In mid-1975, in the Marin Scope, local historian Jack Tracy published two of a planned three-part series on the history of Sausalito’s public schools. But a careful search of the paper through the rest of the year failed to locate a third installment. Apparently Tracy’s survey remained confined to the town’s early schools, where Sausalito’s children of the late 19th and early 20th centuries were educated.
Although it’s hard to visualize Sausalito in the 1860s as having anything so institutional as a school house, the fact is that it did. The first school here was located on West and Main streets near the creek and had a view of Shelter Cove. An annual report on the “common schools” of Marin County in 1867 listed it as the official public school of Saucelito (the area we call Old Town today carried that spelling in those years). Its student body totaled 28 boys and 34 girls.
The school year lasted for about eight months, give or take a month, depending on the whim of the teacher. The school library was valued at $30. No known picture of the school has been found, but it’s very possible that the building now standing in that location is part of the original structure. The last recorded entry of the Saucelito School was made in 1884.
In 1870, two years after the Sausalito Land and Ferry Company purchased New Town from the estate of Captain William A. Richardson, another school house, called Richardson School, sprang up on “Hannon’s Hill,” roughly between what is now Bridgeway and Filbert, off Napa Street. (That structure still stands today and is being restored by its present owner.) Children came from as far away as Fort Cronkhite to attend classes, most of them by mule or horseback. Testimony that they were a hardy bunch appears in a geography book recently acquired by the Sausalito Historical Society that once belonged to Maggie Hannon. In it she boldly wrote: “Don’t steal this book for fear of life, for the owner owns a big jack knife.”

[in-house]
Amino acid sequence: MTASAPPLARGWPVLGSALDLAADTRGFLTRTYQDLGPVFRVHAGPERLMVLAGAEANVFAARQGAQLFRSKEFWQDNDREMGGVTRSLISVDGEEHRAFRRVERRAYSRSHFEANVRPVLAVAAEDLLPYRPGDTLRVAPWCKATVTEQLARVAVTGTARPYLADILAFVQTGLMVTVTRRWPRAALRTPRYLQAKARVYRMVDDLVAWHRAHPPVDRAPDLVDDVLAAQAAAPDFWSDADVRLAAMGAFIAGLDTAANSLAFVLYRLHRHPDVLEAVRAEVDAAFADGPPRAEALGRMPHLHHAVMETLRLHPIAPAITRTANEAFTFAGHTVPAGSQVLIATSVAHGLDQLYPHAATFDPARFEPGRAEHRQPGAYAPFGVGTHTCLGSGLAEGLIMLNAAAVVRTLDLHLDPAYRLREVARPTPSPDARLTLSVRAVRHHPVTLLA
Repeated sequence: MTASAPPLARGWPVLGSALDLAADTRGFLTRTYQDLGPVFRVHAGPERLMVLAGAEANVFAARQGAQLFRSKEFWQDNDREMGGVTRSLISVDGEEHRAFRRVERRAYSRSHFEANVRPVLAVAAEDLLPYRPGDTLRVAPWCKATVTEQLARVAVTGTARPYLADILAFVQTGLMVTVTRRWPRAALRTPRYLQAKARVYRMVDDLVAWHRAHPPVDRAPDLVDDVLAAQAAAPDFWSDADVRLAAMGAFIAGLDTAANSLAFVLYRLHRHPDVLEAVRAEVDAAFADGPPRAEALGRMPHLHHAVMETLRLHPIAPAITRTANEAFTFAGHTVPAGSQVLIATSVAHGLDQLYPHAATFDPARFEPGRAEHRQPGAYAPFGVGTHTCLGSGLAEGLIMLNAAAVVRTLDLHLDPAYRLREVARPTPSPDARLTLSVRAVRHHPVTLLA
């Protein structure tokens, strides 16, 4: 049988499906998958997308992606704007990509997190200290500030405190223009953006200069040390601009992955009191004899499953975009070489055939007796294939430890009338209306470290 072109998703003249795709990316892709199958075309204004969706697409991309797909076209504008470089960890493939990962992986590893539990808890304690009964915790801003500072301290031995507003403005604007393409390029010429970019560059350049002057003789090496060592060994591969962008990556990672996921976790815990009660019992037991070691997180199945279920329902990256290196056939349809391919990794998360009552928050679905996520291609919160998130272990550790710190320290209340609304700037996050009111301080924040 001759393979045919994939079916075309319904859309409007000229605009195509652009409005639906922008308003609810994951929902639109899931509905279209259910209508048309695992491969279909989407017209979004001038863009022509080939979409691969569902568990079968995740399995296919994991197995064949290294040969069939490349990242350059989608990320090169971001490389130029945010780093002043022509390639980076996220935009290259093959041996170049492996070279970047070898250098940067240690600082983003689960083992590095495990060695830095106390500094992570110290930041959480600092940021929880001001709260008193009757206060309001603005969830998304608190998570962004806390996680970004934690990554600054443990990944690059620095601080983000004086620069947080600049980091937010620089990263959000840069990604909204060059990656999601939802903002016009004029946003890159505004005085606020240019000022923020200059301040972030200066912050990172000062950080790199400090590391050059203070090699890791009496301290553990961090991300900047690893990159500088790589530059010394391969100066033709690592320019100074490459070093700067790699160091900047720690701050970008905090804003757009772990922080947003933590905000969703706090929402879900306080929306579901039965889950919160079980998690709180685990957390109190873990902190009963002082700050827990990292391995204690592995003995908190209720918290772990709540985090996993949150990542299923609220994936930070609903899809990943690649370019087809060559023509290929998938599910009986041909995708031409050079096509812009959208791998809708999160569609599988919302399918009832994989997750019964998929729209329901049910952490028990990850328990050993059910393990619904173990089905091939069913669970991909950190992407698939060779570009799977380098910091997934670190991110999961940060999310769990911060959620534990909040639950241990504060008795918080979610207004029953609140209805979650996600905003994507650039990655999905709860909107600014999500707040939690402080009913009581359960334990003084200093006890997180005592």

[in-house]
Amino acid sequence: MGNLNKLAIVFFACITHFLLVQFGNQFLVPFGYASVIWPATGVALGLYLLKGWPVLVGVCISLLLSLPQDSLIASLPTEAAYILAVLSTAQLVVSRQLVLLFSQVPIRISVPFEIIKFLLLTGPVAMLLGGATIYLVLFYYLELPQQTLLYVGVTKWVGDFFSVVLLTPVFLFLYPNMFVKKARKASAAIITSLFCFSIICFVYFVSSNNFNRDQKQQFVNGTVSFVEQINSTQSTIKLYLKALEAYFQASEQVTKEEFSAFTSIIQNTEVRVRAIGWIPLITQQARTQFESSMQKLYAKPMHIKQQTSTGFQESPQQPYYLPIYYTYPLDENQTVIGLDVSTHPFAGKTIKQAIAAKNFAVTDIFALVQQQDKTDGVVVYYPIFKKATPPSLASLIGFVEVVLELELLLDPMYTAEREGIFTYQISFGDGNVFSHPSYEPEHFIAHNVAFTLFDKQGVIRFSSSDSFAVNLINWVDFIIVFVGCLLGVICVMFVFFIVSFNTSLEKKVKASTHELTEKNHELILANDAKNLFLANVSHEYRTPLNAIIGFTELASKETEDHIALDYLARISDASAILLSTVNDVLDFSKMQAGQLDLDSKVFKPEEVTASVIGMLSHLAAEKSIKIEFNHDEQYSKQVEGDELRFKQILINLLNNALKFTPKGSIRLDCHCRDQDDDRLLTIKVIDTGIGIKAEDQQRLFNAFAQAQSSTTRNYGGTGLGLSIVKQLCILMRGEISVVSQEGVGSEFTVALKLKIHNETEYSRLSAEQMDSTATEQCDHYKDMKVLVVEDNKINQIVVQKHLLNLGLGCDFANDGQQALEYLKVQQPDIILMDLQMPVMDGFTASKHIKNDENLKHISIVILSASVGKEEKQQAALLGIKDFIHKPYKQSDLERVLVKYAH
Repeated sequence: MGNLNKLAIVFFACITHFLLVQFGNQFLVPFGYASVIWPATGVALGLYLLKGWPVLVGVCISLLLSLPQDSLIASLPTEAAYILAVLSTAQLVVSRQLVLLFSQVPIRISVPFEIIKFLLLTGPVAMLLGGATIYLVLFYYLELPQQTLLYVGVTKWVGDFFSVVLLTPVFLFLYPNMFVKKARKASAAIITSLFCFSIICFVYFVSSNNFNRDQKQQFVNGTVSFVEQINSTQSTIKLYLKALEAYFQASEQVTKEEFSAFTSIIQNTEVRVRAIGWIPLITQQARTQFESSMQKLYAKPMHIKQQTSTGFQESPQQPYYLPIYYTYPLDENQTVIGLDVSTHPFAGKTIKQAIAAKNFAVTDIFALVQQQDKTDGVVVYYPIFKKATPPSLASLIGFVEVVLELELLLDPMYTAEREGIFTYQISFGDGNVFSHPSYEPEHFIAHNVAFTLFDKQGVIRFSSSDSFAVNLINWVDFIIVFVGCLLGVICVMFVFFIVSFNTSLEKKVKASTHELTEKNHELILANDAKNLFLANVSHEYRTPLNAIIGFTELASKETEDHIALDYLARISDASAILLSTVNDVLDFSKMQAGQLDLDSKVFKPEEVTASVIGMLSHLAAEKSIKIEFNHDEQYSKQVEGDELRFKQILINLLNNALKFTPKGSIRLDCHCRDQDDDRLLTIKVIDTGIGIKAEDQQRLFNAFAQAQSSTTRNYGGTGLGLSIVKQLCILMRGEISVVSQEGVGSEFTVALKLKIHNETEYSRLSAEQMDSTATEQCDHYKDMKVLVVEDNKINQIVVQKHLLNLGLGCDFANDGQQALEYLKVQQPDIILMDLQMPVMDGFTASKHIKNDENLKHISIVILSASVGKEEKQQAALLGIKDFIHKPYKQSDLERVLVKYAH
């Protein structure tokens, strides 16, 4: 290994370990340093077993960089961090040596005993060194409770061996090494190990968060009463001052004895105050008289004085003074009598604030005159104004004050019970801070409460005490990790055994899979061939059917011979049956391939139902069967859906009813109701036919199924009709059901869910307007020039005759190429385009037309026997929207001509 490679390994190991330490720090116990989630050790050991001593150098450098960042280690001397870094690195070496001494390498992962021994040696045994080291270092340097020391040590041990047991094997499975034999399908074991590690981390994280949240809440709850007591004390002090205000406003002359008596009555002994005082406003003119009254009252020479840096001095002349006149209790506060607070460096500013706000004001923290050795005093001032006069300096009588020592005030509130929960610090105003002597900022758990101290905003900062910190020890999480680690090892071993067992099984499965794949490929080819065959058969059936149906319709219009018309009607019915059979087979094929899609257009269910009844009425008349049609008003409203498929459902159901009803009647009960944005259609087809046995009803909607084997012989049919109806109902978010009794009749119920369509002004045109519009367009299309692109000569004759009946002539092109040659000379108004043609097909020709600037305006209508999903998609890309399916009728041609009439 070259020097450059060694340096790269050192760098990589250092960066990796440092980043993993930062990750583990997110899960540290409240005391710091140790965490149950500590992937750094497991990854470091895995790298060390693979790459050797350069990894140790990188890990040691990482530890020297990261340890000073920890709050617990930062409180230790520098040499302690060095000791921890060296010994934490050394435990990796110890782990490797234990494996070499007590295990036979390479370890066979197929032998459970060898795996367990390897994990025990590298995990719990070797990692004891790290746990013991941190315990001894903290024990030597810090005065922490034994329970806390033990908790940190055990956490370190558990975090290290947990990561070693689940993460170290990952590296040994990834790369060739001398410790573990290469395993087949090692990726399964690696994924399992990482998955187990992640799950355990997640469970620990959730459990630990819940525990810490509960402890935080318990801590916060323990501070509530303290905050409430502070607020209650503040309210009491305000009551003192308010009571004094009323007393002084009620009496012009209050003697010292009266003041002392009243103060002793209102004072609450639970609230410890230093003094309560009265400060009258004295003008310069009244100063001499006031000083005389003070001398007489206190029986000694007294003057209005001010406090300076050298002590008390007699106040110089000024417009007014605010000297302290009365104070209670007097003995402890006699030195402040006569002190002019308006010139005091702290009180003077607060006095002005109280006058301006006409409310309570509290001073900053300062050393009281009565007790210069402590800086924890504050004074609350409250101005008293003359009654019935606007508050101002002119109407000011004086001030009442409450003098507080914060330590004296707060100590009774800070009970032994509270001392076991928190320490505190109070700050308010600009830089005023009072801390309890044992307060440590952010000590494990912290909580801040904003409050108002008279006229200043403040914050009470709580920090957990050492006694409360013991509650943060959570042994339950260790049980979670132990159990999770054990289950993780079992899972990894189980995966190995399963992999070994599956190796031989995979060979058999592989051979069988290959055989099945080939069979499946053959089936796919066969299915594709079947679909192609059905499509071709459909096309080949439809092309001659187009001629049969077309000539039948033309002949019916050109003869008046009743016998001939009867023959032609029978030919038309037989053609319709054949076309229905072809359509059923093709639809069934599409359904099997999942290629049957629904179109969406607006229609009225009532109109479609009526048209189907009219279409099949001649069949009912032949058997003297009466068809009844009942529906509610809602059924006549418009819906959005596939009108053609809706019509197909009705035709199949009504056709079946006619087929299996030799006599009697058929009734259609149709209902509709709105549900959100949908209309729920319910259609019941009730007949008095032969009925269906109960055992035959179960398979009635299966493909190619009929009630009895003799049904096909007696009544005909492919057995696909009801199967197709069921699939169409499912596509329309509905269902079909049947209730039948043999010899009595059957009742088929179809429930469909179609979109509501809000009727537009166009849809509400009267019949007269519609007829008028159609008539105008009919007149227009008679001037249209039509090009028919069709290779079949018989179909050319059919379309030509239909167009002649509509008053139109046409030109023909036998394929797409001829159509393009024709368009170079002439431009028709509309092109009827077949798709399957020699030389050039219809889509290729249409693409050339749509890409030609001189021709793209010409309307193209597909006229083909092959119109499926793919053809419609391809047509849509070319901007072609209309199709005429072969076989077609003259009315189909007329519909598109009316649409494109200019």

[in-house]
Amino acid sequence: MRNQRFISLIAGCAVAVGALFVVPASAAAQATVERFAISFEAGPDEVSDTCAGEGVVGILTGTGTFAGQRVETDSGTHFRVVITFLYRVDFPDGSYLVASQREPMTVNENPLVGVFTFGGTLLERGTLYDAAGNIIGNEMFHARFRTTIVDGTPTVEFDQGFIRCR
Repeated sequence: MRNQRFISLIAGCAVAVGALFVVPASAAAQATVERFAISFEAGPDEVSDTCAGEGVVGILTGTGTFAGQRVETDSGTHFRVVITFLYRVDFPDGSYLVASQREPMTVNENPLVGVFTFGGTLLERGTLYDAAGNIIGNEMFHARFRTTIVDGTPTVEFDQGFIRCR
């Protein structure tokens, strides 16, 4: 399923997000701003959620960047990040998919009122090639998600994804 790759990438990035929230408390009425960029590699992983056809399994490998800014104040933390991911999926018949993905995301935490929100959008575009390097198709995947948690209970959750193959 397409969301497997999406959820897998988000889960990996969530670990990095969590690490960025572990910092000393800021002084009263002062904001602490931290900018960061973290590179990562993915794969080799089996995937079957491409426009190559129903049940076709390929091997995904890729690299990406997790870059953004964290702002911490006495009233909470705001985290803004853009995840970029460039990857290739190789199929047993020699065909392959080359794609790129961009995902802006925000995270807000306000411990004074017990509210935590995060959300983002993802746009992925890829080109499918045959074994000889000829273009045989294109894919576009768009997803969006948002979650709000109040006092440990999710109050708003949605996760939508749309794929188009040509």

From the late 1870s, increasing numbers of railroad and ferry men brought their families to live in Sausalito. And as more families came, more children needed to be educated, and more school facilities were required in north Sausalito, where the bulk of the new population was centered. The original Richardson School closed its doors around 1888, and a larger school building (bearing the same name) was constructed in New Town.
The new Richardson School, largely financed with an $8,000 bond issue, was built where the Sausalito Civic Center stands today. The building was a classic Victorian of that period: two stories, three classrooms on each floor. A second bond issue was passed in 1889, raising the $2,500 needed for completion of its upper story. This school, later called the Central School, taught most of the children of Sausalito from 1888 to 1926.
In 1926, it was moved on wooden rollers down the hill to lower Litho Street; then, following one more year as a school, it became a commercial building. (With considerable alterations, it exists today, housing Waterstreet Hardware on its Caledonia Street side and, until recently, Town & Country Billiards on its Bridgeway side.) In the meantime, with the passage of another bond issue, a new Central School rose on the old one’s original site, in the block between Litho, Bonita, Bee and Caledonia. That building, with its neo-Spanish design, stucco walls and tiled roof — serving today as our City Hall — passed into city ownership in 1975.
Old Town had the same growing problems as North Sausalito, but they came along a little later. In 1904, a school bond made possible the South School, built on North Street between Third and Fourth streets on the site of what is now a playground and tennis courts. Dedicated in 1905 with elaborate orations by the citizenry, it boasted an imposing design: classic window treatment, a columned porch, and a prominent cupola. Ultimately condemned as a school building, it ended its days as a USO Club during World War II and later as a Boys Club. In 1959, the Army Corps of Engineers blew it to pieces in a practice maneuver.
From all appearances, Jack Tracy never completed his history of Sausalito public schools for the Marin Scope, hence the omission here of material on the Richardson Bay School (later Martin Luther King School) and Bayside School, both of which emerged in the mid-20th century at the far north end of town.